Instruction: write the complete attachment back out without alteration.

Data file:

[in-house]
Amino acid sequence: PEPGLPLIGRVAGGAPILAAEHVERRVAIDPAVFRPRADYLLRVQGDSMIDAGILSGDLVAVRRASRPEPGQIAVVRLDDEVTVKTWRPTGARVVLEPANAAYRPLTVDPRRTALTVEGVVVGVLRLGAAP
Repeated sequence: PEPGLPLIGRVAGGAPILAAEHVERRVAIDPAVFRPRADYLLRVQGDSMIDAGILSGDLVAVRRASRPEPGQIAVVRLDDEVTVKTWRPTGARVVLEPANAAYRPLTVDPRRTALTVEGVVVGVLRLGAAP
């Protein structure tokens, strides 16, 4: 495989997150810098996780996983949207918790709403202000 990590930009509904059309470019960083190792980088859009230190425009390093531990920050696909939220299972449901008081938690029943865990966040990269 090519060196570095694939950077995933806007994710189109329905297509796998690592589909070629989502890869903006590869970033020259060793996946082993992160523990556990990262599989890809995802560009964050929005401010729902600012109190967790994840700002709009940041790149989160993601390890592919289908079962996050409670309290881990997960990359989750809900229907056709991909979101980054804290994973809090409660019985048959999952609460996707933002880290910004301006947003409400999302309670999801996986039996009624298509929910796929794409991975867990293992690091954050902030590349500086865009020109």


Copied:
[in-house]
Amino acid sequence: PEPGLPLIGRVAGGAPILAAEHVERRVAIDPAVFRPRADYLLRVQGDSMIDAGILSGDLVAVRRASRPEPGQIAVVRLDDEVTVKTWRPTGARVVLEPANAAYRPLTVDPRRTALTVEGVVVGVLRLGAAP
Repeated sequence: PEPGLPLIGRVAGGAPILAAEHVERRVAIDPAVFRPRADYLLRVQGDSMIDAGILSGDLVAVRRASRPEPGQIAVVRLDDEVTVKTWRPTGARVVLEPANAAYRPLTVDPRRTALTVEGVVVGVLRLGAAP
């Protein structure tokens, strides 16, 4: 495989997150810098996780996983949207918790709403202000 990590930009509904059309470019960083190792980088859009230190425009390093531990920050696909939220299972449901008081938690029943865990966040990269 090519060196570095694939950077995933806007994710189109329905297509796998690592589909070629989502890869903006590869970033020259060793996946082993992160523990556990990262599989890809995802560009964050929005401010729902600012109190967790994840700002709009940041790149989160993601390890592919289908079962996050409670309290881990997960990359989750809900229907056709991909979101980054804290994973809090409660019985048959999952609460996707933002880290910004301006947003409400999302309670999801996986039996009624298509929910796929794409991975867990293992690091954050902030590349500086865009020109």